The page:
Singing Strings, Throbbing Drums

A Qawwali's Things
[The Qawalli's things]

Singing strings, vibrant woods, throbbing drums - he quietly uprears his voice to the beloved - as if not from strings, not from wood nor from drums but from himself comes the voice of the beloved. The Qawwalli is over. Their task is done, the musicians carry away their instruments; the assembly disperses, each listener carrying away with him the fullness of the sound that lingers over the marble tomb now silent. What is the power of this sound, how does this music speak, welcoming all with a familiar message while revealing to a seeker realms beyond his knowledge, leading each on his own path yet joining all in the fervor of a shared musical experience.



Tambourine Qawwalli, Haji Ali, Mumbai

If you guys are interested in the partaking in some Qawwalli music - I suggest you report at Haji Hali Dargah[which is a sight by itself] around 4 o'clock - It usually happens everyday but then again you are at the mercy to whims of these musicians.

Haji Ali Dargah, Mumbai

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Well Heeled said...

Oh, I love the pics!!

vineeta said...

well written & as usual the pics capture the essence of Qawwali, the performance, the people, the colours, the mood. 4 oclock? atleast I know when and where - thanx :)

geoff said...

Hey Akshay,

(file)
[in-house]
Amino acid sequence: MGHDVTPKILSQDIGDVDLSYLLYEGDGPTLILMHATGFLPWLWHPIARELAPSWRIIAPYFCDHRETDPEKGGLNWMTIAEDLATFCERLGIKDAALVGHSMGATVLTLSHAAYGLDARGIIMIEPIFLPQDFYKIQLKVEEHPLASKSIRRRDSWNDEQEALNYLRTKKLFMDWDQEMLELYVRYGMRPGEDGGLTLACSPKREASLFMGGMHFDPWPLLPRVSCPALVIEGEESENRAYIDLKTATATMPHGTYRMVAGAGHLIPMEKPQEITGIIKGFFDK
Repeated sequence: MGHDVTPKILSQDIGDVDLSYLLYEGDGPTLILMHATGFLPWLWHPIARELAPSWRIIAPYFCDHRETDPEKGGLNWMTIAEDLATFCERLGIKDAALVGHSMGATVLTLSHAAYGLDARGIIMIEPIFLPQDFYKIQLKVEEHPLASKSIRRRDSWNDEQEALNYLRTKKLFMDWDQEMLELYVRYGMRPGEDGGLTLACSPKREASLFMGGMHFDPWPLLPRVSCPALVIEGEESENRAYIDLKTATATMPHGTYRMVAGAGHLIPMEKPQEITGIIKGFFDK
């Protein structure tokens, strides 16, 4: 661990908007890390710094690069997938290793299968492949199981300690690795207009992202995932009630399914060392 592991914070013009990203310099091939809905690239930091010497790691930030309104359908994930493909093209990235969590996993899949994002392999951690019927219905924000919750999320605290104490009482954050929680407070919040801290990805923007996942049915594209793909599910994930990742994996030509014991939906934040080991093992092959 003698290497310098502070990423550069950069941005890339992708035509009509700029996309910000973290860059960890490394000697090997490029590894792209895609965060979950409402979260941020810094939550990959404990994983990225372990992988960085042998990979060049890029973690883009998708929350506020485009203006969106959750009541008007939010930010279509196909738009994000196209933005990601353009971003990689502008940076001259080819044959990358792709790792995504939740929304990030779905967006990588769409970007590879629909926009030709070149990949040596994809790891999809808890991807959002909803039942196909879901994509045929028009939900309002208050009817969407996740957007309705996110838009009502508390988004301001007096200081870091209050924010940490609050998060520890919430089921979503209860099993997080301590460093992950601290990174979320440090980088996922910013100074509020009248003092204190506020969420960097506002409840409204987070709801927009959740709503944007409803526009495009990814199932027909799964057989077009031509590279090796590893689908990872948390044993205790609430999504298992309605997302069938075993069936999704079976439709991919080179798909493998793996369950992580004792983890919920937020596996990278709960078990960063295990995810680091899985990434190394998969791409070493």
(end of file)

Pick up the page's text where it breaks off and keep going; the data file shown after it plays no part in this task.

I never had the chance to tell you this in Phnom Penh, but man, your photography is stunning. Keep in touch.

Anonymous said...

Got to you from Boingboing;

Beautiful pics, by the way. They're going into my desktop rotation.

I'd love to hear some qawwalli in that format, live, a community, etc. It was after hearing and coming to love Nusrat Fateh Ali Khan that I realized, though not being a religious person, that the translations of the Bible were suspect solely because they would have god speaking, and Nusrat made it painfully obvious that god would never speak, but sing.

Karl Barx

Darius said...

I interviewed that first man on the right in the Qawalli picture, for Time Out magazine last year :) Great that he's still there.

gunJan said...

beautiful akshay, i absolutely love qawwali - what grips me in ur article, is that u have captured the msyticism of the form subtly in ur writing as well... beautifully written

Kokila said...

You have caught the special experience of Qawaali and it's spiritual search, with your words. I particularly feel you've captured the disoriented feeling when you are released from the clutch of a singers spellbinding hypnotism and are still reeling from the rhythm of it's mysticism. As always lovely photos, but it was your description that really grabbed me.